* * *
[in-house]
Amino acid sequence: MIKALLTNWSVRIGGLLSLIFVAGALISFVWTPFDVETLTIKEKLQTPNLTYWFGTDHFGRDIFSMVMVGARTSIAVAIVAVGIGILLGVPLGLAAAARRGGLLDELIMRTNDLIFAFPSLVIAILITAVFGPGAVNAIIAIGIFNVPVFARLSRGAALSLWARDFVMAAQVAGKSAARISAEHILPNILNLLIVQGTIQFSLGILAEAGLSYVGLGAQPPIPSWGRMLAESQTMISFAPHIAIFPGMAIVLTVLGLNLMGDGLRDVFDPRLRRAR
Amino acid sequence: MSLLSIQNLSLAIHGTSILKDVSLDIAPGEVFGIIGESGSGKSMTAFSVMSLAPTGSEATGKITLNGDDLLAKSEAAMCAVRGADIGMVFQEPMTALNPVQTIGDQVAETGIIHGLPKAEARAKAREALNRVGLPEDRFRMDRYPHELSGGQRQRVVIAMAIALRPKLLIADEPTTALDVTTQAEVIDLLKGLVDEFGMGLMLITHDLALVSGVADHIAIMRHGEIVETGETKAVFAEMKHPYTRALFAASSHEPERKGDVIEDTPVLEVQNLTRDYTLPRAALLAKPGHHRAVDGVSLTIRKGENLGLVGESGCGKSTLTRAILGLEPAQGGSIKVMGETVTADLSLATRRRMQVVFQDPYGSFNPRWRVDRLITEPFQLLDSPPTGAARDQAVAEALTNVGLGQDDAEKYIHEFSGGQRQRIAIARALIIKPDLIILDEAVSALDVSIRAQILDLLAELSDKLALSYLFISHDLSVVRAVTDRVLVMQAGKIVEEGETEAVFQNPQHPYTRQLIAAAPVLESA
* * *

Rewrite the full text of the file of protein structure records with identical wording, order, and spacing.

[in-house]
Amino acid sequence: MIKALLTNWSVRIGGLLSLIFVAGALISFVWTPFDVETLTIKEKLQTPNLTYWFGTDHFGRDIFSMVMVGARTSIAVAIVAVGIGILLGVPLGLAAAARRGGLLDELIMRTNDLIFAFPSLVIAILITAVFGPGAVNAIIAIGIFNVPVFARLSRGAALSLWARDFVMAAQVAGKSAARISAEHILPNILNLLIVQGTIQFSLGILAEAGLSYVGLGAQPPIPSWGRMLAESQTMISFAPHIAIFPGMAIVLTVLGLNLMGDGLRDVFDPRLRRAR
Amino acid sequence: MSLLSIQNLSLAIHGTSILKDVSLDIAPGEVFGIIGESGSGKSMTAFSVMSLAPTGSEATGKITLNGDDLLAKSEAAMCAVRGADIGMVFQEPMTALNPVQTIGDQVAETGIIHGLPKAEARAKAREALNRVGLPEDRFRMDRYPHELSGGQRQRVVIAMAIALRPKLLIADEPTTALDVTTQAEVIDLLKGLVDEFGMGLMLITHDLALVSGVADHIAIMRHGEIVETGETKAVFAEMKHPYTRALFAASSHEPERKGDVIEDTPVLEVQNLTRDYTLPRAALLAKPGHHRAVDGVSLTIRKGENLGLVGESGCGKSTLTRAILGLEPAQGGSIKVMGETVTADLSLATRRRMQVVFQDPYGSFNPRWRVDRLITEPFQLLDSPPTGAARDQAVAEALTNVGLGQDDAEKYIHEFSGGQRQRIAIARALIIKPDLIILDEAVSALDVSIRAQILDLLAELSDKLALSYLFISHDLSVVRAVTDRVLVMQAGKIVEEGETEAVFQNPQHPYTRQLIAAAPVLESA